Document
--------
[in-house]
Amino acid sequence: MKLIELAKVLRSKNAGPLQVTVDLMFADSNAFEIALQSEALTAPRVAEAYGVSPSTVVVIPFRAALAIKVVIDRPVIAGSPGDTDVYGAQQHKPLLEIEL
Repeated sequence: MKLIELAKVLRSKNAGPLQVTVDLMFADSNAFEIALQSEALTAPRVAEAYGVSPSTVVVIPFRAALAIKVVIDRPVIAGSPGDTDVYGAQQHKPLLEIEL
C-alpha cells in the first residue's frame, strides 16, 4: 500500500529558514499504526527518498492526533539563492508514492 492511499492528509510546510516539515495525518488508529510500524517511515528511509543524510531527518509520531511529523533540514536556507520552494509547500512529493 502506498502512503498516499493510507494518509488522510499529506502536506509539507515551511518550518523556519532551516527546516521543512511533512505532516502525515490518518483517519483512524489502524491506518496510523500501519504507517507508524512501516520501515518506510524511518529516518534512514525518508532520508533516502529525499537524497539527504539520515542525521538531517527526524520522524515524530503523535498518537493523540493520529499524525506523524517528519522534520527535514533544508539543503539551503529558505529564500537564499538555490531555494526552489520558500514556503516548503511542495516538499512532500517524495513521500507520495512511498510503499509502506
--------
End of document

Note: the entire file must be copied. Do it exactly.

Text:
[in-house]
Amino acid sequence: MKLIELAKVLRSKNAGPLQVTVDLMFADSNAFEIALQSEALTAPRVAEAYGVSPSTVVVIPFRAALAIKVVIDRPVIAGSPGDTDVYGAQQHKPLLEIEL
Repeated sequence: MKLIELAKVLRSKNAGPLQVTVDLMFADSNAFEIALQSEALTAPRVAEAYGVSPSTVVVIPFRAALAIKVVIDRPVIAGSPGDTDVYGAQQHKPLLEIEL
C-alpha cells in the first residue's frame, strides 16, 4: 500500500529558514499504526527518498492526533539563492508514492 492511499492528509510546510516539515495525518488508529510500524517511515528511509543524510531527518509520531511529523533540514536556507520552494509547500512529493 502506498502512503498516499493510507494518509488522510499529506502536506509539507515551511518550518523556519532551516527546516521543512511533512505532516502525515490518518483517519483512524489502524491506518496510523500501519504507517507508524512501516520501515518506510524511518529516518534512514525518508532520508533516502529525499537524497539527504539520515542525521538531517527526524520522524515524530503523535498518537493523540493520529499524525506523524517528519522534520527535514533544508539543503539551503529558505529564500537564499538555490531555494526552489520558500514556503516548503511542495516538499512532500517524495513521500507520495512511498510503499509502506